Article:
How Parle G tackled crunch with price and reach..some interesting history

Interesting business history snippet on the iconic biscuit brand:

There is a spot where the warm aroma of fresh baking catches hold of anyone travelling in a Mumbai local train enroute Andheri and further north. A result of the busy ovens at the first factory of baking a batch of the world’s largest biscuit brand, Parle G. The company makes 400 million of those a day.  Parle Products was established in 1929 to manufacture confectionery such as boiled sweets, after the promoter family, the Chauhans, bought a decrepit factory. was born as a decade later, even as the bugle for World War II was sounded.

Parle had to manufacture military-grade biscuits for British soldiers right after, but ensured that it could manufacture the nutritional Parle G for the common masses. 

Parle G, as we know it today, has grown to be bigger than any other biscuit brand in the world by carrying forward the same positioning from the thirties, perfected over the years with a resourceful knack for scale and self-sufficiency. Launched as an affordable source of nourishment (it underlined the calories in a pack at one time) to counter expensive, imported biscuits in the British Raj such as Jacob’s (cream cracker of United Biscuits) and those of erstwhile large biscuit maker, Huntly & Palmers. Britannia, then based out of Calcutta (Kolkata now), was strong in the east, while Glaxo glucose biscuit, also imported, ruled over the south.

Kamal Kapadia, who worked at Parle for 32 years and left as CEO, Bengaluru project, in 2004, says, “There were many local manufacturers in the early years, mostly cottage industries. Biscuits then would first mean glucose biscuits.” Kapadia recalls that in 1960, Britannia launched its first glucose biscuit brand, Glucose D, later endorsed by Amjad Khan’s Sholay avatar, Gabbar Singh in the 1970s.

It was then that Parle Gluco started feeling the heat, even smaller players would imitate the pack and carry the suffix of ‘glucose’ in their names. People, especially who were not literate would just ask for glucose biscuits.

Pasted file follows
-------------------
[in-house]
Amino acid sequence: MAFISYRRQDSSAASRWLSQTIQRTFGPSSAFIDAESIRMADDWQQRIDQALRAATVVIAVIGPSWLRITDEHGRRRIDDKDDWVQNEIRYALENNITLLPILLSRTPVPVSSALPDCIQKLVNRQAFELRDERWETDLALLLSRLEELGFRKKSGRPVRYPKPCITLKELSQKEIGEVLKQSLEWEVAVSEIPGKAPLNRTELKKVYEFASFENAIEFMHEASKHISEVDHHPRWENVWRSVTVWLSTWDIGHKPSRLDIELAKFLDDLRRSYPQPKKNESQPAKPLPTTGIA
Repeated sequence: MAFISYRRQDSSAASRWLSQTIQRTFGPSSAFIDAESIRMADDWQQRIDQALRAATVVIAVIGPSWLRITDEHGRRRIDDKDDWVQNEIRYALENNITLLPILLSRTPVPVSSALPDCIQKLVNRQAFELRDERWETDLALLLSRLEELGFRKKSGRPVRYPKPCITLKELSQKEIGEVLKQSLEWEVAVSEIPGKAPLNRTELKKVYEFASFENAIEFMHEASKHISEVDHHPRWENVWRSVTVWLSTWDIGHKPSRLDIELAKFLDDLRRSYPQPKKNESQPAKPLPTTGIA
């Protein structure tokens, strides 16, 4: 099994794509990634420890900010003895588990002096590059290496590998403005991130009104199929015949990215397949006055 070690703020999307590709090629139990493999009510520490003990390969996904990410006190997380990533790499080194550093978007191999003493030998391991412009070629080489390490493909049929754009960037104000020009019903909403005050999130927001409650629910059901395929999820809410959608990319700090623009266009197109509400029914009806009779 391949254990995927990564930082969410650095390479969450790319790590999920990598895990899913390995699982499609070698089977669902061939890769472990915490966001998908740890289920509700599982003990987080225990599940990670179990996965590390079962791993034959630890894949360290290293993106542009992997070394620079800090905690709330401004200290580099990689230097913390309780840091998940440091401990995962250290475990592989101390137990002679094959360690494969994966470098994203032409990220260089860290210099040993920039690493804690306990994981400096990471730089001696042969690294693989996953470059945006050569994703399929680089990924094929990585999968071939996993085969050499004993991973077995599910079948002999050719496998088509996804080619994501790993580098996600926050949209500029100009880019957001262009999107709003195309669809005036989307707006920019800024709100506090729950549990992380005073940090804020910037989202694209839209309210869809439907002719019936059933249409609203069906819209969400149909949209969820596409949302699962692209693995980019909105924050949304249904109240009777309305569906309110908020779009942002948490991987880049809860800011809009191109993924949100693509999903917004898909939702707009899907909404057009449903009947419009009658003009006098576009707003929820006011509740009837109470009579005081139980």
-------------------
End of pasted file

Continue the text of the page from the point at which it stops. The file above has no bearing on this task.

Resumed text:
Munawar Syed, who worked on the Parle account from the seventies till the nineties, at Everest (now director at Triton), says, “People were confused by similar brand names. Glucose became generic. We did advertise the differences but then, took a call to change the name and ride more on Parle.” In 1982, Parle Gluco was repackaged as Parle G. The company had earlier tried to battle knock-offs by imprinting the plump little girl (an illustration by Everest) on its packs, in the mid-seventies. It clicked with Parle G’s target audience, kids and their mothers.

Kapadia says Parle always believed in branding: “I still remember Parle G’s taglines such as ‘Often imitated, never equalled'”. Parle was among the first advertisers to paint Mumbai’s train compartments with Parle Gluco ads when the Indian Railways allowed it.

It was the belief in branding that also made Parle G’s makers self-reliant, build scale and maintain pricing. Kapadia says, “It wanted to sell biscuits in consumer-friendly packs, rather than leave them loose in jars.” Parle resorted to importing and patenting its own packing machinery as early as the fifties.

🙂

How these things are shaped is quite a story..

Advertisements

Leave a Reply

Fill in your details below or click an icon to log in:

WordPress.com Logo

You are commenting using your WordPress.com account. Log Out /  Change )

Google photo

You are commenting using your Google account. Log Out /  Change )

Twitter picture

You are commenting using your Twitter account. Log Out /  Change )

Facebook photo

You are commenting using your Facebook account. Log Out /  Change )

Connecting to %s

This site uses Akismet to reduce spam. Learn how your comment data is processed.


%d bloggers like this: